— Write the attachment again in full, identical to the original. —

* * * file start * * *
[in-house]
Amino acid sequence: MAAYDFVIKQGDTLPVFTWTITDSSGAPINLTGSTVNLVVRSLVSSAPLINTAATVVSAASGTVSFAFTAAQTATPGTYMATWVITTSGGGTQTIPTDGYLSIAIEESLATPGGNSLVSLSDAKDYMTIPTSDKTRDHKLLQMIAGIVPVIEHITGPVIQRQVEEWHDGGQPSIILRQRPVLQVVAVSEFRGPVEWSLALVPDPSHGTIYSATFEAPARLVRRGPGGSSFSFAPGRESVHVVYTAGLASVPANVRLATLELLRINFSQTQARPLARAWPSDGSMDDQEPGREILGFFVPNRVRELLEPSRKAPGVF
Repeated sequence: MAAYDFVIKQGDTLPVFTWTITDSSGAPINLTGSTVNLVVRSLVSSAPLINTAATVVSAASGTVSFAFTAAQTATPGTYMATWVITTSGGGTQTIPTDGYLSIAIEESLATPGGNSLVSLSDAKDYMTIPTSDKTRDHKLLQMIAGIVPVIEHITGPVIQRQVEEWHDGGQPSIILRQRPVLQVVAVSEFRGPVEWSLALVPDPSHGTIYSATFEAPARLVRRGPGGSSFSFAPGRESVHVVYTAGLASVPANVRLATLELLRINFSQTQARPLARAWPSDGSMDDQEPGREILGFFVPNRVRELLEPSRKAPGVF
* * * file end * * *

[in-house]
Amino acid sequence: MAAYDFVIKQGDTLPVFTWTITDSSGAPINLTGSTVNLVVRSLVSSAPLINTAATVVSAASGTVSFAFTAAQTATPGTYMATWVITTSGGGTQTIPTDGYLSIAIEESLATPGGNSLVSLSDAKDYMTIPTSDKTRDHKLLQMIAGIVPVIEHITGPVIQRQVEEWHDGGQPSIILRQRPVLQVVAVSEFRGPVEWSLALVPDPSHGTIYSATFEAPARLVRRGPGGSSFSFAPGRESVHVVYTAGLASVPANVRLATLELLRINFSQTQARPLARAWPSDGSMDDQEPGREILGFFVPNRVRELLEPSRKAPGVF
Repeated sequence: MAAYDFVIKQGDTLPVFTWTITDSSGAPINLTGSTVNLVVRSLVSSAPLINTAATVVSAASGTVSFAFTAAQTATPGTYMATWVITTSGGGTQTIPTDGYLSIAIEESLATPGGNSLVSLSDAKDYMTIPTSDKTRDHKLLQMIAGIVPVIEHITGPVIQRQVEEWHDGGQPSIILRQRPVLQVVAVSEFRGPVEWSLALVPDPSHGTIYSATFEAPARLVRRGPGGSSFSFAPGRESVHVVYTAGLASVPANVRLATLELLRINFSQTQARPLARAWPSDGSMDDQEPGREILGFFVPNRVRELLEPSRKAPGVF